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  • Writer's pictureS.J.

‘Velvet Buzzsaw’ Review

Joining the unfavourable company of projects that were so keen on exploring an idea that you forget to tell a solid story, Velvet Buzzsaw turned out to be more of a buzzkill than anything velvety. Much of the force which was behind 2014’s ‘Nightcrawler’ have some sort of reunion for it, including director and writer Dan Gilroy. The movie is self-described as satirical horror focusing on kooky art scene and its possible commercialisation and while that does sound fun, there’s just too much of everything. In a feature length, when you spend so much time writing fools into bigger fools, you just end up fooling yourself. Eye for an eye, you could say.

Even for a film about art industry and things related to that, the featured visuals are honestly something you’d expect to see in modern galleries. Paintings that the story revolves around are interesting and moody while there is also specifically one art piece called Sphere which is both amusing and serves a purpose later on. It’s just too bad that the represented art is the only unique thing offered as the film as a whole lacks bite and passion. A lot of it is revealed through clumsy dialogue but the satire is dire, horror elements are shamefully boring and there isn’t a single character you feel invested in whether in good or bad way.

Velvet Buzzsaw is saying absolutely nothing by using a lot of words but more so it’s amazing how technically woeful it is considering the talent behind it. Marco Beltrami and Buck Sanders’ score doesn’t fit the film at all, horror scenes start to sound like a telenovela at some point. Editing of it all feels incoherent because the cuts are abrupt again and again, making you think that maybe there weren’t enough good takes to choose from. That causes conversations to seem unnatural, almost like a quick Youtube tutorial where no breaths are allowed. Those moments can not be saved even by compelling cast which includes Jake Gyllenhaal (Morf), Rene Russo (Rhodora), Zane Ashton (Josephina) and Toni Collette (Gretchen). Ashton is basically thrown to the wolves here as she seems to be directed to purely in a thriller while Collette is the most in tune with the attempted tone.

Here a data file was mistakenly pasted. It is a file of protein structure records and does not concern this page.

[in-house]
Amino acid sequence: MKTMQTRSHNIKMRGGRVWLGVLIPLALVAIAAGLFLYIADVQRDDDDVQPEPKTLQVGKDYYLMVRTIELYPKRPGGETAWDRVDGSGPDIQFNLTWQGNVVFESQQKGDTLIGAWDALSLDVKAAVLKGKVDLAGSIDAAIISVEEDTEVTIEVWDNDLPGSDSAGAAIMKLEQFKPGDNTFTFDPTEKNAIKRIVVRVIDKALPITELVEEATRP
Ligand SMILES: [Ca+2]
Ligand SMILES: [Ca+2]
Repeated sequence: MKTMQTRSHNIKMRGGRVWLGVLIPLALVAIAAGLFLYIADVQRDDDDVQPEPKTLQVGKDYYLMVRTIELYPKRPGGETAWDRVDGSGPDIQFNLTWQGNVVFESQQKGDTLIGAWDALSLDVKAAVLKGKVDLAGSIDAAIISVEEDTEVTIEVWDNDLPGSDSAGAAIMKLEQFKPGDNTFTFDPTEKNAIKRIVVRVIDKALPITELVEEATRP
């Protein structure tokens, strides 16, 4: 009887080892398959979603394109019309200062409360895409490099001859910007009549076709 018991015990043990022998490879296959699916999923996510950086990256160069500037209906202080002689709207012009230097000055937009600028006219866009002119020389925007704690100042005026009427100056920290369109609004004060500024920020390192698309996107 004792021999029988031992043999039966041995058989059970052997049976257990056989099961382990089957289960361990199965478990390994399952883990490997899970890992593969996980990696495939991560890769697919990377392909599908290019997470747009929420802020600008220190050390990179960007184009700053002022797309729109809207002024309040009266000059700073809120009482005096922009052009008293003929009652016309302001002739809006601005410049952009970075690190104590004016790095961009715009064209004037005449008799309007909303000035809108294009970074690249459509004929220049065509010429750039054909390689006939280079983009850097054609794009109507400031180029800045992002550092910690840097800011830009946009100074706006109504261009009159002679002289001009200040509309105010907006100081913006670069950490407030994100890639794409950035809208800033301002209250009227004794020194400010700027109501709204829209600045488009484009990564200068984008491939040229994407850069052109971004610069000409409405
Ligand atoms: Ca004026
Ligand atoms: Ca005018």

Smileys: Set decoration

Frowneys: Editing, dialogue, Zawe Ashton, score

It’s certainly a movie, I just don’t know why it is one.


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